TO CLONE OR NOT TO CLONE?
Snuppy was an Afghan hound, the first dog clone. The puppy was created in 2005 using a cell from an ear from an adult Afghan hound and involved 1000 embryos and 123 surrogate mothers, of which only two produced pups. Snuppy’s brother died within a few days of pneumonia. The process has become much more efficient in the years since, but still requires a huge commitment of resources.
It’s easy to understand why someone would want to clone their dog. They’re adorable, they would do anything for us, and we don’t want to say goodbye to them forever. No argument there. Perhaps this discussion is moot, as the price tag for cloning a pet dog is currently $50,000 – half what it was when Snuppy was cloned.
“I understand the impulse behind trying to keep your dog in perpetuity,” says Alexandra Horowitz, head of Columbia University’s Canine Cognition Lab and author of the 2010 book Inside of a Dog: What Dogs See, Smell, and Know. “One of the great sadnesses about living with dogs is that the time we live with them is so short. Unfortunately, you have to overlook a huge amount about the process—to say nothing about what cloning actually is—to be satisfied with the results.”
The process of cloning sounds simple enough. It begins with cultured cells, preferably from a live donor. Next, scientists extract unfertilized eggs from another, unrelated dog, removing them from its fallopian tubes. That animal generally isn’t harmed, though the procedure is invasive. They take the eggs to the laboratory and suck the nucleus out, replacing it with the DNA from the animal to be cloned.
Then they hit the composite egg with an electric burst that “fuses” the two together. Now you have a full set of genetic information, just as you would in a viable embryo. After a few days, assuming that the process successfully takes hold, the lab can then surgically implant the cells into yet another animal: a surrogate dog mother. Treated with hormones, and sometimes made to “mate” with vasectomized male dogs, these surrogates can, under ideal circumstances, carry the pregnancies to term. Often, surrogates then go on to carry other cloned pregnancies.
Surrogates and embryos do not have to be matching breeds, only be relatively the same size for the safety of the mother. Additionally, sometimes surrogates are pregnant with dogs from multiple clients. Meaning, that a beagle could in theory give birth to one client’s chihuahua and another client’s English foxhound at the same time. “We put embryos [from different clones] into the same surrogate to economize the surrogate,” says Blake Russell, president and co-founder of ViaGen, the only US company currently cloning dogs, cats and horses.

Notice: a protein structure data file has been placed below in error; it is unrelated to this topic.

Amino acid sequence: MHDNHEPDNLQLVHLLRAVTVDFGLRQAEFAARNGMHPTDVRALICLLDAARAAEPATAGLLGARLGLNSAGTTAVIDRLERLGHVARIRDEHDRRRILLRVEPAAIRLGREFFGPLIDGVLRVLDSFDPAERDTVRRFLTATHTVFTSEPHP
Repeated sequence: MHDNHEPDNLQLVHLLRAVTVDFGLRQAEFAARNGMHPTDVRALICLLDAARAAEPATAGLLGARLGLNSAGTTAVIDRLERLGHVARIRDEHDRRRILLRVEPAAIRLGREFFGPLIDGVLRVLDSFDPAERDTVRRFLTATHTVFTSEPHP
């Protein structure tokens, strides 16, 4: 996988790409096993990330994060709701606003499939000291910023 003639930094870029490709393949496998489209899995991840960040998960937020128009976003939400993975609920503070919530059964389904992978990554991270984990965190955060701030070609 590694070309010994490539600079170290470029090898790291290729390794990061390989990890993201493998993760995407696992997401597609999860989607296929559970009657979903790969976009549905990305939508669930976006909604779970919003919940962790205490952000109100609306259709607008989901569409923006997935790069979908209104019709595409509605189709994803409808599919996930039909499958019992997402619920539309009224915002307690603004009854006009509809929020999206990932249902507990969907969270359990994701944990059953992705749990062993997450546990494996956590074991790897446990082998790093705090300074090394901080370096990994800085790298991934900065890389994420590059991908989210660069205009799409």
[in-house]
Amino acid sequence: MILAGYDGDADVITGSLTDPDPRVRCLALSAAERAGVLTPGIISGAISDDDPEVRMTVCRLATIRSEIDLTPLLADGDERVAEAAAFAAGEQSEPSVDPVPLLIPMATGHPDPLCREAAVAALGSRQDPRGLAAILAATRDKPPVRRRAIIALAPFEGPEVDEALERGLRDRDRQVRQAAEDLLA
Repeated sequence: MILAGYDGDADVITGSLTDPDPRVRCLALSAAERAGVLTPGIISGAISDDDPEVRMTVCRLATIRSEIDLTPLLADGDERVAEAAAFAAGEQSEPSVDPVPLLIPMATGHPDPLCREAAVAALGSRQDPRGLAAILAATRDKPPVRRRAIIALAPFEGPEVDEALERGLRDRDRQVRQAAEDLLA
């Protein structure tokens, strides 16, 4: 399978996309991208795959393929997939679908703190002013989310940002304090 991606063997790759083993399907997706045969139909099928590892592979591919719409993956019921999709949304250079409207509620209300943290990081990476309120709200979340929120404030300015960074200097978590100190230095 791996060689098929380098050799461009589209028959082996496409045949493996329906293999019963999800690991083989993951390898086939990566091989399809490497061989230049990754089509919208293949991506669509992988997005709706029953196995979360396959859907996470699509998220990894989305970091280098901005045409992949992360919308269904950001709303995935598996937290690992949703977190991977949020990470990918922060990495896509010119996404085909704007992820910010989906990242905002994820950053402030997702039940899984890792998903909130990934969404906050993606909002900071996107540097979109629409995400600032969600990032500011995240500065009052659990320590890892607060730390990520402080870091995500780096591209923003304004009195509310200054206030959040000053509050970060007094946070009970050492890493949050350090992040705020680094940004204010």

Maybe we can begin to see that the costs are steeper than most realize—and go far beyond money. Even if one is willing to overlook the suffering of animals harvested for their eggs and co-opted into pregnancy, questions still arise. Key among them may be what pet owners think they’re getting when they clone a “beloved” animal.
WHAT DO YOU REALLY GET?
Cloned animals contain the exact same genome as their donor but might have slight variations in how these genes are expressed. Markings or eye color, for example, could differ. Our personality is unique to our individual selves. It is our past experiences that shape who and what we are today. The same holds true for dogs. Dog personality is influenced by the environment in which the puppy is born, so it's unlikely that can be replicated in a lab. If the new clone grows up in the same environment as the original dog then the personality may be similar.
Not every embryo transfer creates a puppy or kitten. There are also times when an embryo transfer results in more puppies than expected. “It’s not perfect science by any stretch,” says Russell, “Like IVF, sometimes they get twins. Or triplets.” In some cases of IVF, a litter produces five—exactly what happened to Meesha Kaufman, of Bel Air. In that case, the client can have the additional animals at no additional charge (which is what Kaufman chose to do, deciding to keep four chihuahua clones for herself while giving a friend the fifth). If they can’t take on the additional pets, the ViaGen contract states that the company is responsible for finding forever homes for the others.
Kaufmann points out that the black spotting on their white-furred bodies varies from dog to dog. Their personalities are also different, Kaufman says, pointing at each dog. “I have an angry one, a funny one, a really sweet one, and one that’s really independent.” So if you have your heart set on replacing your dog with an exact replica, you may be disappointed.